Mum always said the best way to win someone’s heart was to take it.
“Don’t wait baby girl,” she’d say, “you get there first. You be the one to rip it out.” And she’d clench her fists, red polish and diamonds winking at me.
First, I tried to make you mine with candy floss. Gossamer strands of sugar bound our teenage lips together at the top of the Ferris wheel. High above the revellers and sequins of light, my stomach flipped and floated. You promised me then, said you’d be everything I needed, carved my name into your arm.
The heart is a muscle, does it strengthen with love and wither with hate? Or does it not matter, only that it is fed?
We’d been married a year when you needed a snack, some fast food. You said it was a mistake, you were sorry, it wouldn’t happen again. I sealed my mind away from any treacherous thoughts about past and present. Instead I trod a well-worn path to your stomach in hope. I served myself up to you as roasts and casseroles and steaks. And that one time, you ate sushi off me – soy sauce in my navel, wasabi branding my nipples.
I used to press my head to your chest. The thud-thud reassuring me that if you were alive, I was alive. One heart, beating love around two bodies.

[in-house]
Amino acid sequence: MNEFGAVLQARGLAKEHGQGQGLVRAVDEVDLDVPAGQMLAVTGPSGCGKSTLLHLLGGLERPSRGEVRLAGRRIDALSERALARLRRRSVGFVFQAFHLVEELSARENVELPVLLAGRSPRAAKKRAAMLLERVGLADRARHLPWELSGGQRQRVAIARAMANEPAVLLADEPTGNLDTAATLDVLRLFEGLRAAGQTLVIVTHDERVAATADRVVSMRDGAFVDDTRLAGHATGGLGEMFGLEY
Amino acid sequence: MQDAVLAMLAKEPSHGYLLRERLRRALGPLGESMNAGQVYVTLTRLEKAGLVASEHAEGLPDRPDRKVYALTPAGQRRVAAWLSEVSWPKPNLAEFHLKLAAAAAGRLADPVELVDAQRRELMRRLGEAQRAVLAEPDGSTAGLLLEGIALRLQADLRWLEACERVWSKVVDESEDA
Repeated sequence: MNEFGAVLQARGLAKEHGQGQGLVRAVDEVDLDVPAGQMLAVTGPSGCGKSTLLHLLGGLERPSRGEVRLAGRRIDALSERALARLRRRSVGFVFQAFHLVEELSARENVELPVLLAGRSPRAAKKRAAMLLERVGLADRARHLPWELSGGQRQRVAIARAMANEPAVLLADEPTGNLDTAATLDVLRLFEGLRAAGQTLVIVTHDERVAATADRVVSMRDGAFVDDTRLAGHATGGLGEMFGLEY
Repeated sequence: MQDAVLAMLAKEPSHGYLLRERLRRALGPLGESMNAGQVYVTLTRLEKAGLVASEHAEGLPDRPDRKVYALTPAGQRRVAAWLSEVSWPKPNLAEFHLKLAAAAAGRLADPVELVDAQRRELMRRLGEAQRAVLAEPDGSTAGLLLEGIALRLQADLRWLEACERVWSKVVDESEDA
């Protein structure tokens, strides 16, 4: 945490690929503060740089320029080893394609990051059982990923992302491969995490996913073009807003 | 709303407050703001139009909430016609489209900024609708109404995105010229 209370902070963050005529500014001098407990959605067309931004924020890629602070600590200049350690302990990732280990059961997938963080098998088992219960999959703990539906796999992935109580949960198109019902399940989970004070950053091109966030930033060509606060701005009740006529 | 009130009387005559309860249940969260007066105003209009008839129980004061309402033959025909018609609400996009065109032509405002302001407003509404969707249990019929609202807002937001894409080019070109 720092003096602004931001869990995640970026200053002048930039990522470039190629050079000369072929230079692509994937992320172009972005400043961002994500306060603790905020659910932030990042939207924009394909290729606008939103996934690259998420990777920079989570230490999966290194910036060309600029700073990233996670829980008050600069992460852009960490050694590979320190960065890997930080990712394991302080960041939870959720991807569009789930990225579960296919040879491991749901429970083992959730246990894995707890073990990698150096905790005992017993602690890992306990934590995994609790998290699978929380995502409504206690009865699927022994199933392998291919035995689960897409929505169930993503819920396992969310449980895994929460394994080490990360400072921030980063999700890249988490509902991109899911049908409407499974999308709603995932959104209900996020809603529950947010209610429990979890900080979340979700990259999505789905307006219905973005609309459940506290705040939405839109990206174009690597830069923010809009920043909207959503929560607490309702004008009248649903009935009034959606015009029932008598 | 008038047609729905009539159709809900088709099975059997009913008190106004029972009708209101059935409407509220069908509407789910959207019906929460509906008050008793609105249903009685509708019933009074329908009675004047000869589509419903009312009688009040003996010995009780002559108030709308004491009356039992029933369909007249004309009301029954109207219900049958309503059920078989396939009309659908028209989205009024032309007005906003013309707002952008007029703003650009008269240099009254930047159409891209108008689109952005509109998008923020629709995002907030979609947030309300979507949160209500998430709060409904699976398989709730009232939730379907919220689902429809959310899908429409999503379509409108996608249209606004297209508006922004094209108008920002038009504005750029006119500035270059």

It happened again. I guess it was always happening, I’d just blinkered myself to the truth. I wasn’t feeding you what you needed. I couldn’t do it then, bone tired, nourishing our children with my blood and my body and my milk. I didn’t have anything left for you except take away menus and microwave meals. It never occurred to you that I needed to eat too.
Someone else is feeding you now. Tying themselves to you with meat and bones and all the things that beat beneath the flesh. We are out with the waste – the used tea bags, the first wife, the coffee grounds, the children, the vegetable peelings, the good wedding china and crystal.
I should have taken mum’s advice all those years ago. So here I am now, spreading the bony cage of your ribs apart, releasing your heart from its dark web of sinew. My table is laid ready. You’re all the sustenance I need.
Rebecca Williams has had pieces in Zero Flash, EllipsisZine, The Cabinet of Heed, Retreat West and Spelk amongst others and is currently working on a novel. Her favourite authors include Bret Easton Ellis, Margaret Atwood and Alice Hoffman. She is also a senior editor for The Best of British & Irish Flash Fiction 2018-2019 list. You can find her on Twitter @stupidgirl45.